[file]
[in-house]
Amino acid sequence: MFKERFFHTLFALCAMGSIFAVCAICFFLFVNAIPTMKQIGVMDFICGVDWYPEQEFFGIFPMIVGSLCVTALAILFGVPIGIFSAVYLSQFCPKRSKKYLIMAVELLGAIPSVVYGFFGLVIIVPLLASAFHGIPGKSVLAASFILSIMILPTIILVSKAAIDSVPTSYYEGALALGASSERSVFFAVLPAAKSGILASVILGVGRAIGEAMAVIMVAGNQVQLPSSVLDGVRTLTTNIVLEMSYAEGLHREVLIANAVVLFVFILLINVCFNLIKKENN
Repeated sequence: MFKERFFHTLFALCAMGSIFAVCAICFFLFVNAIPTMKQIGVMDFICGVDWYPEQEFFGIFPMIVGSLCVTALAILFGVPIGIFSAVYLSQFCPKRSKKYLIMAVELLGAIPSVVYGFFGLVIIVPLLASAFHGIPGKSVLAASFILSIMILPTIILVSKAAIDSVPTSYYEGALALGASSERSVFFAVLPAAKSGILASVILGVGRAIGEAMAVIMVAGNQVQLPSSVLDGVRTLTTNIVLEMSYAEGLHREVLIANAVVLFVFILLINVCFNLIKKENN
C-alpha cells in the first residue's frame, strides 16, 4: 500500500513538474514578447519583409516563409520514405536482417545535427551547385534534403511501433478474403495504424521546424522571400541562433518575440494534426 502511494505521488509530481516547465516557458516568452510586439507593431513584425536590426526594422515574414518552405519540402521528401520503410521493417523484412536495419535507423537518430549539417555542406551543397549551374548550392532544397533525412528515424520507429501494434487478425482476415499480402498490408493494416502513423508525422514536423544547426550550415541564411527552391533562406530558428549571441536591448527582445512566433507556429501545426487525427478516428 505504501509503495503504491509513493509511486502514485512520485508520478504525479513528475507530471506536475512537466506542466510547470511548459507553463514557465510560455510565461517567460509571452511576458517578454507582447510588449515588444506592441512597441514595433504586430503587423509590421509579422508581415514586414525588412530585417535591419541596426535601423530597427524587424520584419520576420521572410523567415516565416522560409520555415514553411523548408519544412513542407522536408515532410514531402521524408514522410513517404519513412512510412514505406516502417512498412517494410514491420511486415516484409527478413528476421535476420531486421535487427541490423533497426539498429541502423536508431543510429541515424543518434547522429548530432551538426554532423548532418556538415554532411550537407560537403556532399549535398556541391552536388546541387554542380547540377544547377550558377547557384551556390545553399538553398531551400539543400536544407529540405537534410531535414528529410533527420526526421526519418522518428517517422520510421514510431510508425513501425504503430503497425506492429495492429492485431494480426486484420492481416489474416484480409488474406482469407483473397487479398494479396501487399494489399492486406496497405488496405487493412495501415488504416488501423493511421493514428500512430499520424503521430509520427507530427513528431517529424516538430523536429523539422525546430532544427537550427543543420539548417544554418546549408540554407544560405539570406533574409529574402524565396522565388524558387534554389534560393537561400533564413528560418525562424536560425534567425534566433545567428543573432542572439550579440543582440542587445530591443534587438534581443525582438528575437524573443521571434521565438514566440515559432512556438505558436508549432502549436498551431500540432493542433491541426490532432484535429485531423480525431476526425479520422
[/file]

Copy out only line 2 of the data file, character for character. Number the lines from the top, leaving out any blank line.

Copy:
Amino acid sequence: MFKERFFHTLFALCAMGSIFAVCAICFFLFVNAIPTMKQIGVMDFICGVDWYPEQEFFGIFPMIVGSLCVTALAILFGVPIGIFSAVYLSQFCPKRSKKYLIMAVELLGAIPSVVYGFFGLVIIVPLLASAFHGIPGKSVLAASFILSIMILPTIILVSKAAIDSVPTSYYEGALALGASSERSVFFAVLPAAKSGILASVILGVGRAIGEAMAVIMVAGNQVQLPSSVLDGVRTLTTNIVLEMSYAEGLHREVLIANAVVLFVFILLINVCFNLIKKENN